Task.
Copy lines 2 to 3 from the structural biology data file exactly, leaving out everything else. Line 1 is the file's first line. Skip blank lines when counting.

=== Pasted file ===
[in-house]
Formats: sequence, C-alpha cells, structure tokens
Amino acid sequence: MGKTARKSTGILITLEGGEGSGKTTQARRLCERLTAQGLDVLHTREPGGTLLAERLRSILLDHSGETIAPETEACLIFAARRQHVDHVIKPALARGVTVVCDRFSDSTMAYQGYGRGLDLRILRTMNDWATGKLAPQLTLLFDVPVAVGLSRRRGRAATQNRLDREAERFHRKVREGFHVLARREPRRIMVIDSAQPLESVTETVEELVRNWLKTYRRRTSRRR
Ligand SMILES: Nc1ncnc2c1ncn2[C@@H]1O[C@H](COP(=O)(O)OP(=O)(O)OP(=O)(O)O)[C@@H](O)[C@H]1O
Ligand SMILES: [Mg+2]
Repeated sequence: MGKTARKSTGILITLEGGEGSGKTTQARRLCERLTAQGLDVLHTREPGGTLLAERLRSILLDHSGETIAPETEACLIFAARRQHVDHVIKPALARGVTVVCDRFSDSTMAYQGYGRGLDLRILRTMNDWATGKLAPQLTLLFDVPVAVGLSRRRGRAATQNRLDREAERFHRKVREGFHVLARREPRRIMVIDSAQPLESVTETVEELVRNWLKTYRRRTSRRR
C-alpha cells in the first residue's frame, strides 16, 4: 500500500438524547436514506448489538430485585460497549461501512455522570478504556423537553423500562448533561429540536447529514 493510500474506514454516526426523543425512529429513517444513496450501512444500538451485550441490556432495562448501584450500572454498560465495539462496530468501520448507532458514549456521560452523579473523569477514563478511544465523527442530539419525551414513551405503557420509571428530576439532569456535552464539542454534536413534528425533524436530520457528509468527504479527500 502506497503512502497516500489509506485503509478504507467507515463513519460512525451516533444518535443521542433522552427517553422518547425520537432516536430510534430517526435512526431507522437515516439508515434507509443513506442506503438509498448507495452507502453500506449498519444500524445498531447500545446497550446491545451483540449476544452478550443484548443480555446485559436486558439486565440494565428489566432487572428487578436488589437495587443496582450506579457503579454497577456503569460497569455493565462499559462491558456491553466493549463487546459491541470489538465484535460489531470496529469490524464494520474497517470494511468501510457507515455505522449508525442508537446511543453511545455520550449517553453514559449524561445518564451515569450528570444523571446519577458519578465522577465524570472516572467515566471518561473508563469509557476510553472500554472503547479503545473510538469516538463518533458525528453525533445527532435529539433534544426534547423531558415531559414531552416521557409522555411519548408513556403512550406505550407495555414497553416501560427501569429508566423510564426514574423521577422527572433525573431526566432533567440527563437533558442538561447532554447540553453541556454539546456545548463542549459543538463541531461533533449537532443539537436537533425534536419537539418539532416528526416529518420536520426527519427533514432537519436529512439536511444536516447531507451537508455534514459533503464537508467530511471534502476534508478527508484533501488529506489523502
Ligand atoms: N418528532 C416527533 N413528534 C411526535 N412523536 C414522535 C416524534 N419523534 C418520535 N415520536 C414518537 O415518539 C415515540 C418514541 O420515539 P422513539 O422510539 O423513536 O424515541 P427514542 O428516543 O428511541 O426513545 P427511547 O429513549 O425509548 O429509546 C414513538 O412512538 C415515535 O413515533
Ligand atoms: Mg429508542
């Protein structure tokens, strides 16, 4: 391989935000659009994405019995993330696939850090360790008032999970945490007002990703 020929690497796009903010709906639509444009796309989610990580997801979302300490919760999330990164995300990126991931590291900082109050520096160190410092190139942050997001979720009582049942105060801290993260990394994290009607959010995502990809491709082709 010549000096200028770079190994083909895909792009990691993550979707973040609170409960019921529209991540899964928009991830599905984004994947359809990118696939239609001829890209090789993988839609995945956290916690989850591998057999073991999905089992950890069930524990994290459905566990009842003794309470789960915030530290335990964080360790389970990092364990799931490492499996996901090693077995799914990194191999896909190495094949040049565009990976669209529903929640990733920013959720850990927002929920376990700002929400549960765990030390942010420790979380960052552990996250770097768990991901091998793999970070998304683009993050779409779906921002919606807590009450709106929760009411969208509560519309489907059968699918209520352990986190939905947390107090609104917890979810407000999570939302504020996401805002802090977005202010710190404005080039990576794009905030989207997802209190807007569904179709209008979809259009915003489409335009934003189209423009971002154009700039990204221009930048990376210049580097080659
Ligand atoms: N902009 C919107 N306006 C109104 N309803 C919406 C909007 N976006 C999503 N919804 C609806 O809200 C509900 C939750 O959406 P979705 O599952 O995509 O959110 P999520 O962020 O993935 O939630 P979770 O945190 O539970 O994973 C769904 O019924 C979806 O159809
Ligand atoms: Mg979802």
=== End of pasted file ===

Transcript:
Formats: sequence, C-alpha cells, structure tokens
Amino acid sequence: MGKTARKSTGILITLEGGEGSGKTTQARRLCERLTAQGLDVLHTREPGGTLLAERLRSILLDHSGETIAPETEACLIFAARRQHVDHVIKPALARGVTVVCDRFSDSTMAYQGYGRGLDLRILRTMNDWATGKLAPQLTLLFDVPVAVGLSRRRGRAATQNRLDREAERFHRKVREGFHVLARREPRRIMVIDSAQPLESVTETVEELVRNWLKTYRRRTSRRR